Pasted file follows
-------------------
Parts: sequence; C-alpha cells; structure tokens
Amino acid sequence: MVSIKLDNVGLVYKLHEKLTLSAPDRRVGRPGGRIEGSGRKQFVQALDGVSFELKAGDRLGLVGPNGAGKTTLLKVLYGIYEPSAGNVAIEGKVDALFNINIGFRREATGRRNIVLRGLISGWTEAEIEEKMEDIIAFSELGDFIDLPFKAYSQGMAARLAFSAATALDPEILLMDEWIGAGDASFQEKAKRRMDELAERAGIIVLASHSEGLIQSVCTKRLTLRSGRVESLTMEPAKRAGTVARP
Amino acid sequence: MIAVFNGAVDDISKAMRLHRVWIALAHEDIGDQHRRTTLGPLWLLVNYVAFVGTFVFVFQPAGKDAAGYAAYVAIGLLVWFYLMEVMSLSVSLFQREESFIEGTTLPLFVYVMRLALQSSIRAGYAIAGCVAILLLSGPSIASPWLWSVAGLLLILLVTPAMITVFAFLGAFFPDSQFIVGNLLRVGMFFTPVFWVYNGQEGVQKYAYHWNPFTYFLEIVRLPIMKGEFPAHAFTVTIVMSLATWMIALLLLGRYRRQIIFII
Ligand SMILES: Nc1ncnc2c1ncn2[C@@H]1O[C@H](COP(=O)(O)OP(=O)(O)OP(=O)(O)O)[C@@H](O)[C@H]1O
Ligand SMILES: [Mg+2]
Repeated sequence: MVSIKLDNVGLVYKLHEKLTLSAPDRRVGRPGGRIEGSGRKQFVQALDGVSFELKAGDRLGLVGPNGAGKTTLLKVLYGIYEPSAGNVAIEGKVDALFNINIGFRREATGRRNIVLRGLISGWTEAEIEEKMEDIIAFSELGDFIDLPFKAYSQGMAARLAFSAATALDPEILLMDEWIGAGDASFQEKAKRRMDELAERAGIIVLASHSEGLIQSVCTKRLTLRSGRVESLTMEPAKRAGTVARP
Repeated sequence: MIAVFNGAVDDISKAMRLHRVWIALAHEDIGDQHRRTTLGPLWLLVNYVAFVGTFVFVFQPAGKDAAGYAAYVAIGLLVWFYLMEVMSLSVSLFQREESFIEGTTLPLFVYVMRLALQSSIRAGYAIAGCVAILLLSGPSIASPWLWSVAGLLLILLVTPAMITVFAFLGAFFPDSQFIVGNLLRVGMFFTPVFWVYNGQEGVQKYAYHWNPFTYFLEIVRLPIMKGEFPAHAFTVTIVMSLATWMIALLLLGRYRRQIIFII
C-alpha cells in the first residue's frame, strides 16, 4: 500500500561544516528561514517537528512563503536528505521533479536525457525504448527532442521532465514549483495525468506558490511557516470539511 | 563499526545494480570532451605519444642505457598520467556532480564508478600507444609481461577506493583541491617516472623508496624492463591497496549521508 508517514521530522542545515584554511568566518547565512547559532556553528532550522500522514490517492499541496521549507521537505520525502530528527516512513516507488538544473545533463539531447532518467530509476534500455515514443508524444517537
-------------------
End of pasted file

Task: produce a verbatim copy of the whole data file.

Parts: sequence; C-alpha cells; structure tokens
Amino acid sequence: MVSIKLDNVGLVYKLHEKLTLSAPDRRVGRPGGRIEGSGRKQFVQALDGVSFELKAGDRLGLVGPNGAGKTTLLKVLYGIYEPSAGNVAIEGKVDALFNINIGFRREATGRRNIVLRGLISGWTEAEIEEKMEDIIAFSELGDFIDLPFKAYSQGMAARLAFSAATALDPEILLMDEWIGAGDASFQEKAKRRMDELAERAGIIVLASHSEGLIQSVCTKRLTLRSGRVESLTMEPAKRAGTVARP
Amino acid sequence: MIAVFNGAVDDISKAMRLHRVWIALAHEDIGDQHRRTTLGPLWLLVNYVAFVGTFVFVFQPAGKDAAGYAAYVAIGLLVWFYLMEVMSLSVSLFQREESFIEGTTLPLFVYVMRLALQSSIRAGYAIAGCVAILLLSGPSIASPWLWSVAGLLLILLVTPAMITVFAFLGAFFPDSQFIVGNLLRVGMFFTPVFWVYNGQEGVQKYAYHWNPFTYFLEIVRLPIMKGEFPAHAFTVTIVMSLATWMIALLLLGRYRRQIIFII
Ligand SMILES: Nc1ncnc2c1ncn2[C@@H]1O[C@H](COP(=O)(O)OP(=O)(O)OP(=O)(O)O)[C@@H](O)[C@H]1O
Ligand SMILES: [Mg+2]
Repeated sequence: MVSIKLDNVGLVYKLHEKLTLSAPDRRVGRPGGRIEGSGRKQFVQALDGVSFELKAGDRLGLVGPNGAGKTTLLKVLYGIYEPSAGNVAIEGKVDALFNINIGFRREATGRRNIVLRGLISGWTEAEIEEKMEDIIAFSELGDFIDLPFKAYSQGMAARLAFSAATALDPEILLMDEWIGAGDASFQEKAKRRMDELAERAGIIVLASHSEGLIQSVCTKRLTLRSGRVESLTMEPAKRAGTVARP
Repeated sequence: MIAVFNGAVDDISKAMRLHRVWIALAHEDIGDQHRRTTLGPLWLLVNYVAFVGTFVFVFQPAGKDAAGYAAYVAIGLLVWFYLMEVMSLSVSLFQREESFIEGTTLPLFVYVMRLALQSSIRAGYAIAGCVAILLLSGPSIASPWLWSVAGLLLILLVTPAMITVFAFLGAFFPDSQFIVGNLLRVGMFFTPVFWVYNGQEGVQKYAYHWNPFTYFLEIVRLPIMKGEFPAHAFTVTIVMSLATWMIALLLLGRYRRQIIFII
C-alpha cells in the first residue's frame, strides 16, 4: 500500500561544516528561514517537528512563503536528505521533479536525457525504448527532442521532465514549483495525468506558490511557516470539511 | 563499526545494480570532451605519444642505457598520467556532480564508478600507444609481461577506493583541491617516472623508496624492463591497496549521508 508517514521530522542545515584554511568566518547565512547559532556553528532550522500522514490517492499541496521549507521537505520525502530528527516512513516507488538544473545533463539531447532518467530509476534500455515514443508524444517537